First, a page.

It is impossible to overstate the difference that the coming of Christ made in the world. Look at the barbaric behavior in so much of the non-Christian world today and imagine what our world might be like without the influence of Jesus Christ. Jesus taught us compassion and understanding and acceptance. He taught us mercy and forgiveness. He taught us to love our neighbor as he first loved us.

We respect people of all faiths, but it is horribly naïve to say that all faiths and all philosophies are the same. No other faith, for example, teaches people to love their enemies. Think what a difference it would make in the world today if all nations, including our own, adopted that creed.

We would not have the Gospel today if those early believers had not persevered. But here’s what we desperately need to see. THE FUTURE OF THE FAITH TODAY DEPENDS ON US JUST AS SURELY AS IT DEPENDED ON THEM. Indeed the future of the world may very well depend on us.

Maybe our problem is that we don’t understand what it is that Christ calls upon all of us to do where we are. Maybe we lack the conviction and/or the motivation to witness for the Lord today. Perhaps our perception is deficient and we are unable to comprehend how the Word speaks to the life of today’s world, or if we see how we ought to witness to others in the name of Christ, perhaps we are afraid to do so. Perhaps those who dare to speak up and articulate the good news of the gospel in a world filled with all sorts of injustice, hatred, and the constant threat of a holocaust do so because they know that the Lord God is with them. “Holy Father, keep them in thy name,” prayed our Lord, and God does just that when people entrust their lives to him.


Our task to infiltrate our pagan culture as agents of the Kingdom. We are to be “sacred saboteurs” armed only with the Gospel and Holy Scripture. Jesus said, “I have sent them into the world.” Our Methodist mandates from our founder John Wesley: “Reform the continent scriptural holiness across the land.” We are to build a new social order based on the principles of Christ.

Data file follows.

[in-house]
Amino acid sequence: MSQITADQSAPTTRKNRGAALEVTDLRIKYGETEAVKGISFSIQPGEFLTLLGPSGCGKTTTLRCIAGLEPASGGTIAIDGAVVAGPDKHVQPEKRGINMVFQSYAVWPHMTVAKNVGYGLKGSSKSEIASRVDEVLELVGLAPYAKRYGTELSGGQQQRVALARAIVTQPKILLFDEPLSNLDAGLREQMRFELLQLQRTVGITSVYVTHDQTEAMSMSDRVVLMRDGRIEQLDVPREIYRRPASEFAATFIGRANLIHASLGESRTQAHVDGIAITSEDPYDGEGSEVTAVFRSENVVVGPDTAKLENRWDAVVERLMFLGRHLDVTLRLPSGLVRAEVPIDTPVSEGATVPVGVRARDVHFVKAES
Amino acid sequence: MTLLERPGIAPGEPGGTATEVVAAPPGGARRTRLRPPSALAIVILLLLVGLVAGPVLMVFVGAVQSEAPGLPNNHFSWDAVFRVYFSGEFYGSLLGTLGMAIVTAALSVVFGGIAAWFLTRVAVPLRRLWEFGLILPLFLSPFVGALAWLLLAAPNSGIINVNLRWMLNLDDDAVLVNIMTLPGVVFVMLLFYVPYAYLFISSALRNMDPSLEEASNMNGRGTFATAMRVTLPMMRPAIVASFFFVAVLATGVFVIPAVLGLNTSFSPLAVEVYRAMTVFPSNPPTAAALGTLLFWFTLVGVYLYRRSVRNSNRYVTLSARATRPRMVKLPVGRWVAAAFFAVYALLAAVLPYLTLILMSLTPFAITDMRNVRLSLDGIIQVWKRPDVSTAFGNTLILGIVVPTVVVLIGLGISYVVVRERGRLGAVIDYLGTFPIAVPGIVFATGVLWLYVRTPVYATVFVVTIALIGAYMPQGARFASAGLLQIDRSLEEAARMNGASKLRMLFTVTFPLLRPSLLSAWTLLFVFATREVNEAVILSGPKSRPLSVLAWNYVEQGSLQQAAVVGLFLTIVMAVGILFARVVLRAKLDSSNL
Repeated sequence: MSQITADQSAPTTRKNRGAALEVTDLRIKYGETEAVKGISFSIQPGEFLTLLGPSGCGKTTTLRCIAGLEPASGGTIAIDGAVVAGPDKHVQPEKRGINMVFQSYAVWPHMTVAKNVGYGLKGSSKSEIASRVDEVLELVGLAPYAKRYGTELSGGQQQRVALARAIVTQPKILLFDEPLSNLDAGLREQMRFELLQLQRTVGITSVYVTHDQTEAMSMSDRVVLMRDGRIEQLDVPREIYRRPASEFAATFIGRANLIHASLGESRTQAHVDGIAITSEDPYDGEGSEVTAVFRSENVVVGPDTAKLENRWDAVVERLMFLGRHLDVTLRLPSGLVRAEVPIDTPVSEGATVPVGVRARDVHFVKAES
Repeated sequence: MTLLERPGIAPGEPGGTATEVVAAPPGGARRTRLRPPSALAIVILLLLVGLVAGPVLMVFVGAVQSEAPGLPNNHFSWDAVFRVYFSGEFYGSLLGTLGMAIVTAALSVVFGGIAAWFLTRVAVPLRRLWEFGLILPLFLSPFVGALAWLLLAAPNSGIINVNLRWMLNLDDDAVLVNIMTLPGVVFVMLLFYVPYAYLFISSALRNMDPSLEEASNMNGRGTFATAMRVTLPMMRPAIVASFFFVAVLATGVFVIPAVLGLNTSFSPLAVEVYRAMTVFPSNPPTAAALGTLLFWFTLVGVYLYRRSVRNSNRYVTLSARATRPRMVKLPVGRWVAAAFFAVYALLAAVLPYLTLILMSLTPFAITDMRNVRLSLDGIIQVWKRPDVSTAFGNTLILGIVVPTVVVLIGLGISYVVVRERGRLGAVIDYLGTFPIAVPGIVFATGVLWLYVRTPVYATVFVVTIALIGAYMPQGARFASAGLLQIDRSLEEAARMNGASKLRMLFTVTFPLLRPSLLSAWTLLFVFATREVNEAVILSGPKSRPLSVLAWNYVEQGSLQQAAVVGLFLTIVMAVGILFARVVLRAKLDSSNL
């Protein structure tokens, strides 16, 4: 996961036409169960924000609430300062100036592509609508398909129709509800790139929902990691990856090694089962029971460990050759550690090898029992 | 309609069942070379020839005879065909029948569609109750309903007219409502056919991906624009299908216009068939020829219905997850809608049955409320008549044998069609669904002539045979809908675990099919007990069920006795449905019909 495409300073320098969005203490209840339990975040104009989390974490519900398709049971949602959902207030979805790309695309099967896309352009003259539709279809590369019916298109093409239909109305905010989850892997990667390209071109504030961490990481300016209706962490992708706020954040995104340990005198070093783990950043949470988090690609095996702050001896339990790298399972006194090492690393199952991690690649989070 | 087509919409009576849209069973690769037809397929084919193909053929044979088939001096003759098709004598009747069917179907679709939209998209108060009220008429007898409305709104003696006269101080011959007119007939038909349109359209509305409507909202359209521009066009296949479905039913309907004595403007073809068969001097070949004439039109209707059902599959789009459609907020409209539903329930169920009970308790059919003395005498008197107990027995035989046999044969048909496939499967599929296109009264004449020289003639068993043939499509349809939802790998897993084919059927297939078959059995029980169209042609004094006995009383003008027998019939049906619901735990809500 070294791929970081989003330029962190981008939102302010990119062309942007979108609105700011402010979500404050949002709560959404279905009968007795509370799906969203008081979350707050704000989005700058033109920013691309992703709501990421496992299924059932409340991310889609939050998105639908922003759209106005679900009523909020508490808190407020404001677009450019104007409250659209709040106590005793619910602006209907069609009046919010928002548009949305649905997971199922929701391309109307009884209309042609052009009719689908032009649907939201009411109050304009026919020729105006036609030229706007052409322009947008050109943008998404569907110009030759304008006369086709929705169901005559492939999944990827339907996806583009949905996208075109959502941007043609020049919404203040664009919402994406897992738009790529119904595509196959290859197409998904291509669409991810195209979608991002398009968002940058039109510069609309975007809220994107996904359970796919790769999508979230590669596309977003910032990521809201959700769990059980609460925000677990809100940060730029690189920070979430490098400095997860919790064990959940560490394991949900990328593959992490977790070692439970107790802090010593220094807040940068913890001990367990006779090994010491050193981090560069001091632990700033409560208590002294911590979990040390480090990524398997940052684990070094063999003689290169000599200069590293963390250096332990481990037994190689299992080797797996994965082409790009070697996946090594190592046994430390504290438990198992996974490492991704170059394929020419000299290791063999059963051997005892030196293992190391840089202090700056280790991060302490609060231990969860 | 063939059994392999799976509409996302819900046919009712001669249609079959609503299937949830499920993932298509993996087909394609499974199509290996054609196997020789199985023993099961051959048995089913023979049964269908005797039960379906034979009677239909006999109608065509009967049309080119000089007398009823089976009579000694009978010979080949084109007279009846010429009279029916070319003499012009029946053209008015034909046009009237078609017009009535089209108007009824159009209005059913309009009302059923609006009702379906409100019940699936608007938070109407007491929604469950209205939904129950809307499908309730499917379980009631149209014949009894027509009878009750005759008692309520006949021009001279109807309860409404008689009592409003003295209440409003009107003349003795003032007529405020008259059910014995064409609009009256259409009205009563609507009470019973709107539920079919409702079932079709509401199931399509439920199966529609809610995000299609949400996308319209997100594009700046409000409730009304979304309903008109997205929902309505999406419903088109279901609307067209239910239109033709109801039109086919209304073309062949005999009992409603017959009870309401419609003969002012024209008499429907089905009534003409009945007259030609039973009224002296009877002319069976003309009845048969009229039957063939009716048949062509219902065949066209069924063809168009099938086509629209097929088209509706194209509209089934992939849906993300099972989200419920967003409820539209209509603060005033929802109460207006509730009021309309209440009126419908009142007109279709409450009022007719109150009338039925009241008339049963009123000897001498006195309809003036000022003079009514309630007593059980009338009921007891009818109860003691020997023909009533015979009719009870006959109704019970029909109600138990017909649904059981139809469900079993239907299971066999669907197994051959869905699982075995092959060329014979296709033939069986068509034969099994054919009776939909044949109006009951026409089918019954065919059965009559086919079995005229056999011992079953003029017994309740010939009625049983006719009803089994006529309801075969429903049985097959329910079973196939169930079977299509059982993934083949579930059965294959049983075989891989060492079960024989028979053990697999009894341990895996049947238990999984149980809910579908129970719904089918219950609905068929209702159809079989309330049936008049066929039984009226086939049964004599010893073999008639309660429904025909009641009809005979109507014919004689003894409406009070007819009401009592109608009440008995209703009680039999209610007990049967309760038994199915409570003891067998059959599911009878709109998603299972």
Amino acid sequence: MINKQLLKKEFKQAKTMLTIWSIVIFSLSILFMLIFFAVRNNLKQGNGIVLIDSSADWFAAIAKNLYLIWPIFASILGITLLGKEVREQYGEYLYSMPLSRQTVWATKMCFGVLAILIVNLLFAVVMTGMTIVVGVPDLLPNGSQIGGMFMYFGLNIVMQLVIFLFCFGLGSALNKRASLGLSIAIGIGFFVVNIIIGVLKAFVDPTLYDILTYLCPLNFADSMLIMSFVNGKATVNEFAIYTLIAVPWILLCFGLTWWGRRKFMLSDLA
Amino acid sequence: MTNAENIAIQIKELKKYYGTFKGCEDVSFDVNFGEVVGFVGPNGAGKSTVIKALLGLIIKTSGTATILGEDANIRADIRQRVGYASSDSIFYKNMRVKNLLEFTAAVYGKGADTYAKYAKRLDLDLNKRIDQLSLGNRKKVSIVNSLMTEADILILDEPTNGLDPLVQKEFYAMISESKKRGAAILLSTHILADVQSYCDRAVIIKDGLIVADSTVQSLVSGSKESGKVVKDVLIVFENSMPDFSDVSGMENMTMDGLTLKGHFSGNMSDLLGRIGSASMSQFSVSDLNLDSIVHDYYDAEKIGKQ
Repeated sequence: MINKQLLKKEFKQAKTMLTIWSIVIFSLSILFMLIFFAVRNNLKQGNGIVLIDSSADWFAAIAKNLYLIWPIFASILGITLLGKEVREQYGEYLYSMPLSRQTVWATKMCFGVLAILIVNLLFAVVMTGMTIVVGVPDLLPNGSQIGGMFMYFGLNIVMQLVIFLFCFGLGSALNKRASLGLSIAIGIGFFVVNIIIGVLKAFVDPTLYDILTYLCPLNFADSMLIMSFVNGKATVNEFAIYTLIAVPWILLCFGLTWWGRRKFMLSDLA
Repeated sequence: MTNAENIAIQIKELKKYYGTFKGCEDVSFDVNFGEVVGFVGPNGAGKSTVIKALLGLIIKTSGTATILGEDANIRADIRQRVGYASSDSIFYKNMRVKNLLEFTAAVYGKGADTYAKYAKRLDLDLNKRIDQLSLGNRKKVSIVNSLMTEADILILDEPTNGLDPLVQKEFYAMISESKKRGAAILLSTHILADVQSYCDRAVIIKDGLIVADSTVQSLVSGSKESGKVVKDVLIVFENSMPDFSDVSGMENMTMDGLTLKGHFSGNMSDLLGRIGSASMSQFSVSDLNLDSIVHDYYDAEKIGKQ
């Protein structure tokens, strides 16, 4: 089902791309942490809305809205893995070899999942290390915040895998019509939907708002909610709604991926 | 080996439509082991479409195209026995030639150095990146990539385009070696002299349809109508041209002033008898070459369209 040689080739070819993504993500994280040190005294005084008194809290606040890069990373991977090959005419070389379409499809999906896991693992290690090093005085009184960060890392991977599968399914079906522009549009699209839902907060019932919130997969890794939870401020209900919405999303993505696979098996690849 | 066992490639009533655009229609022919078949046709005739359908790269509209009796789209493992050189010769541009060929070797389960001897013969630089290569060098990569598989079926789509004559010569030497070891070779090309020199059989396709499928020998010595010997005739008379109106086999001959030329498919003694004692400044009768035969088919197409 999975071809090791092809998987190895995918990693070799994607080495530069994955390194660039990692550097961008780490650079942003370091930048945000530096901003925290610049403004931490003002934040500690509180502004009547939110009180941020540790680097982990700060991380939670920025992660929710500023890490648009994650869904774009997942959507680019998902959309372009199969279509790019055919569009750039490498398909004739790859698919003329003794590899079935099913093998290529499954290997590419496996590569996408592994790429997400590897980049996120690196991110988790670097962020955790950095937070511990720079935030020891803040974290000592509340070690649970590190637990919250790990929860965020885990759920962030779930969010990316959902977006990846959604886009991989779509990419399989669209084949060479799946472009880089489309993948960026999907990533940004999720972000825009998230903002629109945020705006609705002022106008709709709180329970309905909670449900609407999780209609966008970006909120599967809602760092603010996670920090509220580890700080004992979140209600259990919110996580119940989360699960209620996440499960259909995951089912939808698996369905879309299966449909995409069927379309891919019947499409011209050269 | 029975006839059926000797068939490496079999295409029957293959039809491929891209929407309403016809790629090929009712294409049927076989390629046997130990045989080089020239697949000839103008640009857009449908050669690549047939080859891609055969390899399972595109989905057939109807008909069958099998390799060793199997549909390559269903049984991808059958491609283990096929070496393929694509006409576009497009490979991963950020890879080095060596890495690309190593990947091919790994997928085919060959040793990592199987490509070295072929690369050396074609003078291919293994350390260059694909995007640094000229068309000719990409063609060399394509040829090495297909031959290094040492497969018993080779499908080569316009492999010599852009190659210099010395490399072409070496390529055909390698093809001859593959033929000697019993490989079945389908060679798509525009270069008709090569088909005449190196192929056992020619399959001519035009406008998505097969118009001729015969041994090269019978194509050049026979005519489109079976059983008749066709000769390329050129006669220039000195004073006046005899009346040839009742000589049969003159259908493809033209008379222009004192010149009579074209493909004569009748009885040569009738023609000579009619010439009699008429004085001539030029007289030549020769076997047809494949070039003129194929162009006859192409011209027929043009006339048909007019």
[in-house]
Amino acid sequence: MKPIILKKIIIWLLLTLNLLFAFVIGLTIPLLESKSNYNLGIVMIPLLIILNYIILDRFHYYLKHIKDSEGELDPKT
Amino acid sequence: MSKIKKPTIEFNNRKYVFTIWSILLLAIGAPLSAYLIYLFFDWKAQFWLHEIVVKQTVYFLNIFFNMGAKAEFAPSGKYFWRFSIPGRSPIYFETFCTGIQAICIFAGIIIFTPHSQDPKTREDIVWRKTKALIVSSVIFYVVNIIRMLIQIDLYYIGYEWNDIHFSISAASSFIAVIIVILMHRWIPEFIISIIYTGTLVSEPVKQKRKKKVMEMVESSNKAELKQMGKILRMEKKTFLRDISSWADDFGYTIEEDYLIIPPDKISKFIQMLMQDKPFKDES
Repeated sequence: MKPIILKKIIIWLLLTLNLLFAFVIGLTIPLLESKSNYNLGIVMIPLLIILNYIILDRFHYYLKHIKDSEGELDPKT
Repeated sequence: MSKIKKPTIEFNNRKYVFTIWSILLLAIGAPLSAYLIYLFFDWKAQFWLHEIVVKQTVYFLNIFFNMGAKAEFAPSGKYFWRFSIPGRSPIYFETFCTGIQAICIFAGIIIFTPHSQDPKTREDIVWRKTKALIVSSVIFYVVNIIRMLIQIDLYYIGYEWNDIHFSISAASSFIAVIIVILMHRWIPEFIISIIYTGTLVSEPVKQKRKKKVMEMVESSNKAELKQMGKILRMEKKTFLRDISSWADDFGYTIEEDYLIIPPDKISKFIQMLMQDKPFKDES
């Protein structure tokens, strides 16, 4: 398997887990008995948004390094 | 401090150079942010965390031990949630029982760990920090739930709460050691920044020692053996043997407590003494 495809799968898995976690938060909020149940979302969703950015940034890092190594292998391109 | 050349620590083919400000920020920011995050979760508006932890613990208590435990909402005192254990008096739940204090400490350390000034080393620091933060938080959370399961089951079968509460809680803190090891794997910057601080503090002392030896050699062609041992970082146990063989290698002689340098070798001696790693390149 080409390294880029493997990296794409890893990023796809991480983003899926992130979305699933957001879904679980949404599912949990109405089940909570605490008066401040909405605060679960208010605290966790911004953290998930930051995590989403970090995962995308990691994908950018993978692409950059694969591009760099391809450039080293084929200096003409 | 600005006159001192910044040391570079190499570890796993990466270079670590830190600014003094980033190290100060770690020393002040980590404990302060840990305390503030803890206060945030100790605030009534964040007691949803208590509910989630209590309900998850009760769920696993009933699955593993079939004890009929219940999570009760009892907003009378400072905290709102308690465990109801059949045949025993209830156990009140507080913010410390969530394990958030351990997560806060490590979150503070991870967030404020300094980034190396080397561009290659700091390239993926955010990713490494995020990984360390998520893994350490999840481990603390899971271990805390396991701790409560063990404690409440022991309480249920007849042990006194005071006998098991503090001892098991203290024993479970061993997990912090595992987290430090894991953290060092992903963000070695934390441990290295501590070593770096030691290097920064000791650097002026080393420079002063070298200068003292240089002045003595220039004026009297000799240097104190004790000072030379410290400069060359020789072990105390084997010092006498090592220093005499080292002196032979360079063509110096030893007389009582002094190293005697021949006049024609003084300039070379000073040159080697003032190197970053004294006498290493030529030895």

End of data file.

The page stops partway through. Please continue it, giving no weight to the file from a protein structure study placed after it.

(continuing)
Jack Eckerd, founder of the Eckerd Drug Chain, became a Christian in 1983 he decreed that all or his stores would get rid graphic magazines like Playboy and Penthouse. He then e directors of other retail stores and urged them to do With the help of a little pressure from the National or Children and Families, many of these stores got rid ash, stores like Revco, Rite Aid, and 7-11. Christians pray and work for a time when God’s kingdom will on earth as it is in heaven. This is what St. Peter wrote, “We wait for new heavens and a new earth where righteousness is at home.”

Remember, Christians, we are not supposed to fit in too well. Jesus warned, “Beware when all men speak well of you.” Our task is not to conform to a secular society, but to allow ourselves and our culture to be transformed by the Christ living in us.

Several days ago the name and face of Kathie Lee Gifford came during prayer time. Of course, she is the co-star on the Kathie Lee” TV talk show. I almost never get a chance hat program, but I have kept up with her through the as been a hard year for Kathie Lee, primarily because of problems that I understand are not her fault. Lee is constantly attacked in the media, and I can think of only one reason. She is one of the very few high-profile stars who dares to stand on moral and spiritual principles. When you dare to climb to a higher level, lots of folks down below will take shots at you. Kathie Lee is paying a heavy price. But, praise be to God, she is not backing down. We Christians who share and spiritual commitments should rally our prayers and best wishes behind her.